Seismic technology "TopSeis" could be the key to opening up successful exploration in the southern Barents Sea
Cutting edge seismic technology and unique work methods are bringing Lundin Norway closer to new discoveries in the southern Barents Sea.
Lundin Norway’s geologists are currently analysing 2,000 km2 of seismic data that have been acquired over the Loppa High in the southern Barents Sea using the TopSeis technology. This is the first time this cutting edge technology has been used on the Norwegian shelf and the preliminary results look promising for the future.
“Lundin Norway’s geologists are certain that the new data will be key to crack the code for discovering more oil in the southern Barents Sea,” says senior geophysicist in Lundin Norway, Per Eivind Dhelie.
Technology developed by Lundin Norway
The TopSeis method, which was developed by Lundin Norway together with seismic company CGG, provides crystal-clear images of the subsurface and is particularly well-suited for shallow reservoirs, such as those in the southern Barents Sea.
“Seismic data acquisition in the southern Barents Sea requires a bit more work, simply because the seabed is very hard and signals are reflected in an entirely different way than we are used to from other parts of the Norwegian continental shelf. The level of detail that the TopSeis method can provide will help to improve our understanding of special geological conditions with large cavities in the subsurface (karstified carbonates), such as in the Alta discovery. This reservoir is new to the Norwegian shelf, and hence requires new solutions,” says Dhelie.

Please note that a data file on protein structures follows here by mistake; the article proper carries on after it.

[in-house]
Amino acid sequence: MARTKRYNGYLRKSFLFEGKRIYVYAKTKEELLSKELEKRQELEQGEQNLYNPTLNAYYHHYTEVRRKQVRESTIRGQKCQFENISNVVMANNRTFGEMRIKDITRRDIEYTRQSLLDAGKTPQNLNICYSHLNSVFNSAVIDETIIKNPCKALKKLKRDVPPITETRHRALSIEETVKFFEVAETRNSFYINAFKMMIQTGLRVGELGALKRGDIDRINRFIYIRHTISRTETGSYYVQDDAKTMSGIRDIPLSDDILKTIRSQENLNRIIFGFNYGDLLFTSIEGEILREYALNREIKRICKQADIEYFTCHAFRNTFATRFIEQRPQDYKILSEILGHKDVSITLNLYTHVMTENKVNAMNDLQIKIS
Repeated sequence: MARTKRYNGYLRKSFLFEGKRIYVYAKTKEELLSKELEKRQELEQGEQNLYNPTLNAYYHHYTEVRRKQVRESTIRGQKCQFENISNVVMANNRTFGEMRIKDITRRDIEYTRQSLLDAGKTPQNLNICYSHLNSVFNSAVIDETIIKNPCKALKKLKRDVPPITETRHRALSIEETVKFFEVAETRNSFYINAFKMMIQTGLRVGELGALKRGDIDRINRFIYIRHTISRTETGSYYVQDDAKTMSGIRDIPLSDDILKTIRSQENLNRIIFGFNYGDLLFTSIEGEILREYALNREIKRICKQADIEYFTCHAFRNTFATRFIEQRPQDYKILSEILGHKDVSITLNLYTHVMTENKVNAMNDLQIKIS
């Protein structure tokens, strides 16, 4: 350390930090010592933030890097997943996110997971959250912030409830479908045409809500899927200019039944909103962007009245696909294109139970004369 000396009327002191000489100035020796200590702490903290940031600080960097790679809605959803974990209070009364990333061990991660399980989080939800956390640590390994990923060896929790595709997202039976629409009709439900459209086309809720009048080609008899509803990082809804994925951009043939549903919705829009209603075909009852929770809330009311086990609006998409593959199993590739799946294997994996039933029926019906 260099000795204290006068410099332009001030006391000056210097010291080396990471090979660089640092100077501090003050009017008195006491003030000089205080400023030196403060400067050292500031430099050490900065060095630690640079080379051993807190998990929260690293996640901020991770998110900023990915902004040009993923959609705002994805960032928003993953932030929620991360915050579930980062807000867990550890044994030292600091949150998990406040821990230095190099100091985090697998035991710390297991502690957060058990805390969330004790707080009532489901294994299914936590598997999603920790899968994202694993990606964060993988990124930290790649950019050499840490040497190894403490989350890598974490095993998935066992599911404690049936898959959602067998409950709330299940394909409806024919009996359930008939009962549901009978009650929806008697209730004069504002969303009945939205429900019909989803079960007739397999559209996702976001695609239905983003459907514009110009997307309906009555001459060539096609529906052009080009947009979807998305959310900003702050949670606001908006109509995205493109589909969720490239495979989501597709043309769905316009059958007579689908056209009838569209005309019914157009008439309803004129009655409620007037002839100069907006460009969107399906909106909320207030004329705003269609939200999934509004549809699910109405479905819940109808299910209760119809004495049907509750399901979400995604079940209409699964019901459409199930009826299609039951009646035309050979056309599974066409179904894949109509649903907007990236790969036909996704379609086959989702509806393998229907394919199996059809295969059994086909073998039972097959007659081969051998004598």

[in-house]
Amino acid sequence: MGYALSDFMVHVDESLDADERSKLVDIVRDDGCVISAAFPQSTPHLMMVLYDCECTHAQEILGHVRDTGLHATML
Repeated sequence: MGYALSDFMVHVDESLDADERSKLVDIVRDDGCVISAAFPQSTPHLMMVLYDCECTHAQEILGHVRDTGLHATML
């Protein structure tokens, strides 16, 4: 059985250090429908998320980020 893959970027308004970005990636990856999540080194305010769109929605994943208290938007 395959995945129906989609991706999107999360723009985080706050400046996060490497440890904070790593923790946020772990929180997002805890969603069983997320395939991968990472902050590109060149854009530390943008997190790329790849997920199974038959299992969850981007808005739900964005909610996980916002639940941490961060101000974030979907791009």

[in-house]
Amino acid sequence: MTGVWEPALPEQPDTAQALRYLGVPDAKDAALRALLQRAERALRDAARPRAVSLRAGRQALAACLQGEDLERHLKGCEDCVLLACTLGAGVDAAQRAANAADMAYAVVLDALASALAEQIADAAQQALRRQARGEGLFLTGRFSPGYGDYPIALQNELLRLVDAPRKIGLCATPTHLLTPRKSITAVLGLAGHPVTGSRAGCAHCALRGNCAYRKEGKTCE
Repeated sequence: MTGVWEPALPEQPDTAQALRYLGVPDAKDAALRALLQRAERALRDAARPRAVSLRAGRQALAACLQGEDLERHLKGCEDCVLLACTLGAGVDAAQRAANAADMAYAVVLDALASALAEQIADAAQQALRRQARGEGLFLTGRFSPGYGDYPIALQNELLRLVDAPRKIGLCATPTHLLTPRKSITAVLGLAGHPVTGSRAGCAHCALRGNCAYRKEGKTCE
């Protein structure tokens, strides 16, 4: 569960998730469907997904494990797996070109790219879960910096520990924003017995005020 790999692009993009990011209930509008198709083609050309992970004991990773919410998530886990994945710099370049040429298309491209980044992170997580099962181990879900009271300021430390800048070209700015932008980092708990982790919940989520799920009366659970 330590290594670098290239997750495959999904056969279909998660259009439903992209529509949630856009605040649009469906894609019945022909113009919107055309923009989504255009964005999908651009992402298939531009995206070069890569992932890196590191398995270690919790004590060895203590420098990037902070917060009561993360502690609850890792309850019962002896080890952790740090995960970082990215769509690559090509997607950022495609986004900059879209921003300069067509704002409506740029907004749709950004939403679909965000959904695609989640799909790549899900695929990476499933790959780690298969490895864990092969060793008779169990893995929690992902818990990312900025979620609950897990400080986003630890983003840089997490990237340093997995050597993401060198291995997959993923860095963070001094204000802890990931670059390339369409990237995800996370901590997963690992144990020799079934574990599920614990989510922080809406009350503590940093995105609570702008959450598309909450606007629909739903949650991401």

The method is based on two seismic vessels operating in tandem. The signal sources of one vessel are placed directly over the streamers, and not in front which is customary. The streamers must be towed sufficiently deep in the water so that the vessel with the signal source can sail over them without coming into conflict with the streamers. This type of operation has previously been regarded as impossible.
“There are probably many geophysicists in the world who have had this idea, but Lundin Norway’s geophysicists rolled up their sleeves and started working to find a solution” says Dhelie.
A new era
The method means that the important data directly under the sources are nearly noise-free. Dhelie believes Lundin Norway may have gone so far as to introduce a new era in the seismic industry.
“The image quality is so good that it is revolutionary. It is like going from 720 to Ultra HD and 4K on your TV at home. The introduction of TopSeis has really turned old established ‘truths’ upside down. With these high-resolution images we have a much higher chance to discover the porosity that we are searching for in the Permian limestone deposits in the southern Barents Sea,” says Dhelie.